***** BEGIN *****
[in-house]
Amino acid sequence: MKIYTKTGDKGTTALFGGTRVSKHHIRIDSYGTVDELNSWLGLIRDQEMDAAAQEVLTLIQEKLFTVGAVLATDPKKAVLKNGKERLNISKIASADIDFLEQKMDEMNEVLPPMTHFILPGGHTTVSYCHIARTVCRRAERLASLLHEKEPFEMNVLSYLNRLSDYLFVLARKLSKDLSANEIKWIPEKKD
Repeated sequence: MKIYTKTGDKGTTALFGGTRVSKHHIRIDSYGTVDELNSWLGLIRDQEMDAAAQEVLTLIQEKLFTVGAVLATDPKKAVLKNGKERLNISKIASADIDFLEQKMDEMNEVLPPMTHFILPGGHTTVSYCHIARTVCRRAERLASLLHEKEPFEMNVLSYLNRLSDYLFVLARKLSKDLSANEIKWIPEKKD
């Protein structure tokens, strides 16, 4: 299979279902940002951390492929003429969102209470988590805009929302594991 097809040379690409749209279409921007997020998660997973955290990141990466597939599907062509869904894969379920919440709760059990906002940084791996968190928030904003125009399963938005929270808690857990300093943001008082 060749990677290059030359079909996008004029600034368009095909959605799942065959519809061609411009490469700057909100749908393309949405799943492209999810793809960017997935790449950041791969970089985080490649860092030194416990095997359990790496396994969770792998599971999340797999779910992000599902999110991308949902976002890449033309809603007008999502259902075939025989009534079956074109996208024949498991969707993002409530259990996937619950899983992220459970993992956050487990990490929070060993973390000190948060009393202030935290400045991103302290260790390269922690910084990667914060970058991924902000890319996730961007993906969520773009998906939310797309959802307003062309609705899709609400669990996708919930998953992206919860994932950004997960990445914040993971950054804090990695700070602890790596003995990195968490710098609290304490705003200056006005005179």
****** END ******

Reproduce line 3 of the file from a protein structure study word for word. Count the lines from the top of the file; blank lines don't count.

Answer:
Repeated sequence: MKIYTKTGDKGTTALFGGTRVSKHHIRIDSYGTVDELNSWLGLIRDQEMDAAAQEVLTLIQEKLFTVGAVLATDPKKAVLKNGKERLNISKIASADIDFLEQKMDEMNEVLPPMTHFILPGGHTTVSYCHIARTVCRRAERLASLLHEKEPFEMNVLSYLNRLSDYLFVLARKLSKDLSANEIKWIPEKKD